Latest posts by makeitsnowondem (see all)
- Commentist Beer Barrel: Spoilers for Beer and Television – April 28, 2019
- Oscars 2019 Preview and Open Thread: We Got to Move These Acclaimed Motion Pictures. We Got to Move These Short Nominees. – February 24, 2019
- Oscars 2019 Preview: I Have Eaten The Polar Bears That Were In Your Ice Cap – February 23, 2019
The animated features and short films are, collectively, some of my favorite awards-season categories. There’s almost always something in there that’s as good as most of the Best Picture nominees, and because it’s not a Best Picture nominee, I get to feel smug about appreciating it. Also, a lot of these films are just fun, and that’s a quality that’s often in short supply on a list of movies selected by Very Serious Movie People. But before we get started to the best animated features and the best shorts of the year, I want to briefly mention the worst shorts: Every single pair of shorts worn by every character in Call Me by Your Name. Good God, people. Let’s never let the 1980s happen again.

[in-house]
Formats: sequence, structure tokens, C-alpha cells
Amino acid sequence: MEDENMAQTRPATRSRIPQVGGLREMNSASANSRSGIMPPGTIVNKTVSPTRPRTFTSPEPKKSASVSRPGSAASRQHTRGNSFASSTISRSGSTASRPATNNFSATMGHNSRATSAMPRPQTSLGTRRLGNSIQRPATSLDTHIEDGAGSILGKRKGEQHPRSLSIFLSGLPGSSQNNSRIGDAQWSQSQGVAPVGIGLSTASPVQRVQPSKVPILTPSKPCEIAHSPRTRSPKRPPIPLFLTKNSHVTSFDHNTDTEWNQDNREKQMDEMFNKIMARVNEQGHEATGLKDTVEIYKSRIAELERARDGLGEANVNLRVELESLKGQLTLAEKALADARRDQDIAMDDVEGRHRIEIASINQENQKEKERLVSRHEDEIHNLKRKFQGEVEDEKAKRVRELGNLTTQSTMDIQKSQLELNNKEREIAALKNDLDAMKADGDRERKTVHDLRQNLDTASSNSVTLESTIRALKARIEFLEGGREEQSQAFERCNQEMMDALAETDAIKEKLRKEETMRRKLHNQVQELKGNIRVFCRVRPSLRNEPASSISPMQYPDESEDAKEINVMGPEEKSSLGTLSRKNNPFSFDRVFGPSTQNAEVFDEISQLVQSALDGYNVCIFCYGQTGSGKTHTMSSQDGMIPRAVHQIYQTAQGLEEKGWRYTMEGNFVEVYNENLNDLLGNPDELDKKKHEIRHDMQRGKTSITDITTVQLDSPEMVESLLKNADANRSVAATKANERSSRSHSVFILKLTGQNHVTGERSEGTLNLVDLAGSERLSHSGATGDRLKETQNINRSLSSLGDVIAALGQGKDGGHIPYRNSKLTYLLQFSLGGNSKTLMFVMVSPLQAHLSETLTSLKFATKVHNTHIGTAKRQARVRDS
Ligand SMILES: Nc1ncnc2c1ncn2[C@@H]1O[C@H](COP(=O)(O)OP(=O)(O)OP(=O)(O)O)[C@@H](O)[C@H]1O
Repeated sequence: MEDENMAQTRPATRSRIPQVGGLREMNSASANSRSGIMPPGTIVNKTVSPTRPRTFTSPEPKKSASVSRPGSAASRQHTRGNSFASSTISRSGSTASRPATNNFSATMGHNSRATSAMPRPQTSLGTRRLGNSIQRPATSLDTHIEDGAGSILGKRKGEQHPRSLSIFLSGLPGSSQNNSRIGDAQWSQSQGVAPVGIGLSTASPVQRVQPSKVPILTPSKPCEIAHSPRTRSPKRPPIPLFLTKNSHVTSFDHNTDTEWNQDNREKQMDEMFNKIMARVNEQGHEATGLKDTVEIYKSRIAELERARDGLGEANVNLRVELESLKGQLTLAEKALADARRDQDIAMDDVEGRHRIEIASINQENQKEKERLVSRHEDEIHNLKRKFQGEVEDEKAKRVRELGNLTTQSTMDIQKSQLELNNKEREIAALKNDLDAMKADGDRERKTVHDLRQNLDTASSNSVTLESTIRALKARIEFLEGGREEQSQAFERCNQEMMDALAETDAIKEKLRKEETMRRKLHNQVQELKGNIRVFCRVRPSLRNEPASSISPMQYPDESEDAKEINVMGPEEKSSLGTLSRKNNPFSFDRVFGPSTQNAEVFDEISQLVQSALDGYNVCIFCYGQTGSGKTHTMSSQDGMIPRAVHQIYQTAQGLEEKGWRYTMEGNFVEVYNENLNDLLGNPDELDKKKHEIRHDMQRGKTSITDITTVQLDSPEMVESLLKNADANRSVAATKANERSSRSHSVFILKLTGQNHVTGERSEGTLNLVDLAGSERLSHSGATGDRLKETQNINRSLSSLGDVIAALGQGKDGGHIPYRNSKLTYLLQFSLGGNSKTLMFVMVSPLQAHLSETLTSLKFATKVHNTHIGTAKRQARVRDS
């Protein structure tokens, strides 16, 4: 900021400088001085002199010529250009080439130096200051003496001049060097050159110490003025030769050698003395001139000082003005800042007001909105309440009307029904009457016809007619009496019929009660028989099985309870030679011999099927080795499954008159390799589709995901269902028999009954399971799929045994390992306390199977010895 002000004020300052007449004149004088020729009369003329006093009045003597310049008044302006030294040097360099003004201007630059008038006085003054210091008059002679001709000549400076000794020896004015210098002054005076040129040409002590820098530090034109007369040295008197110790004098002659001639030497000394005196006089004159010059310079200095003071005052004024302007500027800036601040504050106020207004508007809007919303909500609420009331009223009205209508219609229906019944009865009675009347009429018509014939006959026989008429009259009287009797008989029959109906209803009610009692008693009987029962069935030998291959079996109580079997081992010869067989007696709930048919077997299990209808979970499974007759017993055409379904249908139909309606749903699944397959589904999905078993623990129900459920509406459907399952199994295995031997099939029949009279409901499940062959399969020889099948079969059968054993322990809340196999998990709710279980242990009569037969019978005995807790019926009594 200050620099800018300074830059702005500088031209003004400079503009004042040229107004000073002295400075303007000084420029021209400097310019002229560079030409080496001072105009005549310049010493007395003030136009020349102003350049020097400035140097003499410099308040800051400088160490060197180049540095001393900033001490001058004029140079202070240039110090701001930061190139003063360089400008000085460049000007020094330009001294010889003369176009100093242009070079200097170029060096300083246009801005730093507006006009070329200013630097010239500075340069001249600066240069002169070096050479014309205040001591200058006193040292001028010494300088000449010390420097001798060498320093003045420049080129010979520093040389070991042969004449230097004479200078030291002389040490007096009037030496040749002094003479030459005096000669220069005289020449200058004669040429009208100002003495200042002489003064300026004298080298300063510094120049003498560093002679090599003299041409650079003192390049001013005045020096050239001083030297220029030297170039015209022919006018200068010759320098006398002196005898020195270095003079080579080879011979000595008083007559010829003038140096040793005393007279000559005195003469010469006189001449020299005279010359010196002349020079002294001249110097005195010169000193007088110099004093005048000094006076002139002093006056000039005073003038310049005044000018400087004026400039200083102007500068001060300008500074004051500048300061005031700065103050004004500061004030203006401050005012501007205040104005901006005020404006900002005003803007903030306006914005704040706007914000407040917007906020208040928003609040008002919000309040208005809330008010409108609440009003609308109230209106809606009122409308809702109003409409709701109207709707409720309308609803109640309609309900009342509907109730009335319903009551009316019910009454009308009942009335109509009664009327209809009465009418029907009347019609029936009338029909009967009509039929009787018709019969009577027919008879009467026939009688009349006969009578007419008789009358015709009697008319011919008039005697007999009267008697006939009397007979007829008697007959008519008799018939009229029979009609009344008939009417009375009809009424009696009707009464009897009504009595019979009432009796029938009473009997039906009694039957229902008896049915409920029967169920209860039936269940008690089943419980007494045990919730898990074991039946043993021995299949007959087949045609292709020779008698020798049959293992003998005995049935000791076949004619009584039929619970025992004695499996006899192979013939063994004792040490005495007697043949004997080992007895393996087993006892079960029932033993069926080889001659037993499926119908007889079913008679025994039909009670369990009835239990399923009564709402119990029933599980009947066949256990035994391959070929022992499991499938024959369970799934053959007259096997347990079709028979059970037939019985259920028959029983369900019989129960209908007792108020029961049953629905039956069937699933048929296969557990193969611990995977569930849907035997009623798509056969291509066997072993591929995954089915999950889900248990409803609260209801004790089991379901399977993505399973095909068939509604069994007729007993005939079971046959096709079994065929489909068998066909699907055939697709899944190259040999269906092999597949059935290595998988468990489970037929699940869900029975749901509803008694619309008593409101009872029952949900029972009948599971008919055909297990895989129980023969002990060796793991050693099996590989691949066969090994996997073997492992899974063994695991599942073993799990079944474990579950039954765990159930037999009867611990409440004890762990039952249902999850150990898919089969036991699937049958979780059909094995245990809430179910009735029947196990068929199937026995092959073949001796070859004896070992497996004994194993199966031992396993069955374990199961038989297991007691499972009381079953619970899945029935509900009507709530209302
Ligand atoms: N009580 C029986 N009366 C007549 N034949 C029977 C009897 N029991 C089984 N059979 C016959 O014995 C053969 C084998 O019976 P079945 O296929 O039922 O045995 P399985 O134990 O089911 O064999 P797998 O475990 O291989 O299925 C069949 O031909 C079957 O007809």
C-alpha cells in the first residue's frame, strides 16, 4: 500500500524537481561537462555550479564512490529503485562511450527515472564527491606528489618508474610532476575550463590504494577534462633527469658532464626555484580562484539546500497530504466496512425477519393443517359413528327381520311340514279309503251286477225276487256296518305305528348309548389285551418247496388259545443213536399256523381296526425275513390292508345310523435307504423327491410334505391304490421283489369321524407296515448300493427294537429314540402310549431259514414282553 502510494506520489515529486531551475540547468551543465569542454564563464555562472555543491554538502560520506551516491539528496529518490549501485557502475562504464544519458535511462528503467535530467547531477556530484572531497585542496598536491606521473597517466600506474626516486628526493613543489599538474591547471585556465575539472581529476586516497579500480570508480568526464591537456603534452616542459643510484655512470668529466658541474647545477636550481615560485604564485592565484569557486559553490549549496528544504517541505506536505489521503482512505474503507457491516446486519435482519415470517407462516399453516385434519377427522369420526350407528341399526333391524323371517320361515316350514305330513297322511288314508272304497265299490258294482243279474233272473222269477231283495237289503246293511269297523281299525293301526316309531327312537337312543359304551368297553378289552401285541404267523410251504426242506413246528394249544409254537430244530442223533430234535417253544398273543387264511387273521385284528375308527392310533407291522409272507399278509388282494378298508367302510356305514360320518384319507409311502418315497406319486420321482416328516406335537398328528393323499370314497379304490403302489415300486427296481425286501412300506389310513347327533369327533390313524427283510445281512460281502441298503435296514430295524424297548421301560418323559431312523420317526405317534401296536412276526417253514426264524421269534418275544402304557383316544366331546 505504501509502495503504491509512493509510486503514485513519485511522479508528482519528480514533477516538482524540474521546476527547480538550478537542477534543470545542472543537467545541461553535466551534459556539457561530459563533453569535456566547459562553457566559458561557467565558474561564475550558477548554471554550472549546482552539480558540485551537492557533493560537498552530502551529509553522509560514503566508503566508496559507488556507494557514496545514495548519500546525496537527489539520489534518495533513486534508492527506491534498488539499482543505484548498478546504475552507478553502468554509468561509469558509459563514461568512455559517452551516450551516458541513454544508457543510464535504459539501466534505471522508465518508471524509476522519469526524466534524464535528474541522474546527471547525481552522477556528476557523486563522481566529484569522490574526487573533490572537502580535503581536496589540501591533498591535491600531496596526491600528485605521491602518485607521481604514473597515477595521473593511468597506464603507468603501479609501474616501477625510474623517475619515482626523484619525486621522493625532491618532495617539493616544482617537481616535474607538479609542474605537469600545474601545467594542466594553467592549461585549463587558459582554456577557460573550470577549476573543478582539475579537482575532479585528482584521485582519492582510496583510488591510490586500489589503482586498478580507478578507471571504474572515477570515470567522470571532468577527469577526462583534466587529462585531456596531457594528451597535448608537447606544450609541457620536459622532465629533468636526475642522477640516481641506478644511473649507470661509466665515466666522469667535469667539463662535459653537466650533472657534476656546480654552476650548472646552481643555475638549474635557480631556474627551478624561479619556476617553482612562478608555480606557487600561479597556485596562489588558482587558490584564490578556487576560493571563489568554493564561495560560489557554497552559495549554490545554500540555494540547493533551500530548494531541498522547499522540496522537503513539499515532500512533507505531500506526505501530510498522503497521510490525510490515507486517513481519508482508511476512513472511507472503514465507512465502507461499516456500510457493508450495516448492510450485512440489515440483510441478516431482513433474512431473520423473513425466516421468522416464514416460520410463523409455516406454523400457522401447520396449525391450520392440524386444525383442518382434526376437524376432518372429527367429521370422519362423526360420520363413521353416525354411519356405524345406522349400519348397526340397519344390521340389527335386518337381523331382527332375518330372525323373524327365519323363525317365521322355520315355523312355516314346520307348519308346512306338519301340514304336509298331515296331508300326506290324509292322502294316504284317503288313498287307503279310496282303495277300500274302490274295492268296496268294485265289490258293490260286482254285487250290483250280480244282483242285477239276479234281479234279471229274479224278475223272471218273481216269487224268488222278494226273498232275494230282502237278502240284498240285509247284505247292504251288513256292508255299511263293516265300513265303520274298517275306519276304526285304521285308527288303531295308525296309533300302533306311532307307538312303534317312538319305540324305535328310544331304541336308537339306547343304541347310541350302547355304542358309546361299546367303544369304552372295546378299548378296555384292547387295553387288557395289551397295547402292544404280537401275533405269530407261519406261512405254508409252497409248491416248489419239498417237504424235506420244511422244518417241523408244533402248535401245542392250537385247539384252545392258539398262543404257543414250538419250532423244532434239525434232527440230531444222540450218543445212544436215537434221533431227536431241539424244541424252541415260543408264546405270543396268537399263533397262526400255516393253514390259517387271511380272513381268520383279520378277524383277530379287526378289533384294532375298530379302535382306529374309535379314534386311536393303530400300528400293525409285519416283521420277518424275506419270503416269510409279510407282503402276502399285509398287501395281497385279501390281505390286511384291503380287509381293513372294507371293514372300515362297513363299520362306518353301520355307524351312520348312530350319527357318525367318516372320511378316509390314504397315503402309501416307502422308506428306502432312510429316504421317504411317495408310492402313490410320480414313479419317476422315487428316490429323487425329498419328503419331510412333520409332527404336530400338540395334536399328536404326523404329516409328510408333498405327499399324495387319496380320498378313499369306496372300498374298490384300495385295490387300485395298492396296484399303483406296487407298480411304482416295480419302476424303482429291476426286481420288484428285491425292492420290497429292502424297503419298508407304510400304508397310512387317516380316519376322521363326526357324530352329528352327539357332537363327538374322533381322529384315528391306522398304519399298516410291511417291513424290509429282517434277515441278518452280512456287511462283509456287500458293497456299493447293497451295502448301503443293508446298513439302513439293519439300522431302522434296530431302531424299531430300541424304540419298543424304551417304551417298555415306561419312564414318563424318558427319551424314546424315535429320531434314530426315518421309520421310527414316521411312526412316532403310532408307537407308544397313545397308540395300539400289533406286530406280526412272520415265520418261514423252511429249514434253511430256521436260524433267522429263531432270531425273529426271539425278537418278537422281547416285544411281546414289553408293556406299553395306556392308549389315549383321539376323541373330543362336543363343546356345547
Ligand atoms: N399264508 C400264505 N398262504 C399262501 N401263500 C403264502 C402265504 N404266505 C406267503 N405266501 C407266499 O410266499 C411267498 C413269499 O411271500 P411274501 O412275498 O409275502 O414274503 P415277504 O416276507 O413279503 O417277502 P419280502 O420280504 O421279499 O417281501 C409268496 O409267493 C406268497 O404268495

The Boss Baby
You know, when I predicted the Oscar nominees, there was one thing I said flat-out would not happen, but here we are, talking about the Academy Award-nominated The Boss Baby. Without question the worst movie up for any award this year, The Boss Baby isn’t particularly funny and is certainly not making up for it by being thematically interesting in any way. The Boss Baby inexplicably made half a billion dollars this year, and friends with children have told me that kids love it, which makes sense because kids have terrible taste in everything. If you don’t have children, and you’re not trying to watch the entire list of nominees like some lunatic, there’s no reason to ever see this.
If you’re looking for a reason to hold onto your faith in humanity after reading that, yes, Boss Baby did make half a billion dollars, it was outearned by Coco, which is actually very good. It keeps its lively characters moving at full speed through a plot with a number of clever twists and turns. If there’s one thing Pixar has a knack for, it’s world-building, and Coco‘s afterlife is a fully realized world all its own, filled with life and spectacular scenery and based on rules that make sense and propel the story rather than acting as a brake on it.
Ferdinand doesn’t have the most spectacular animation or the most remarkable story, but I can tell you what it does have: Peyton Manning, voicing a bull named Guapo. Not bad by any means, Ferdinand is a fun and lighthearted bit of entertainment that you can enjoy with any kids you might happen to have and not have to think about much.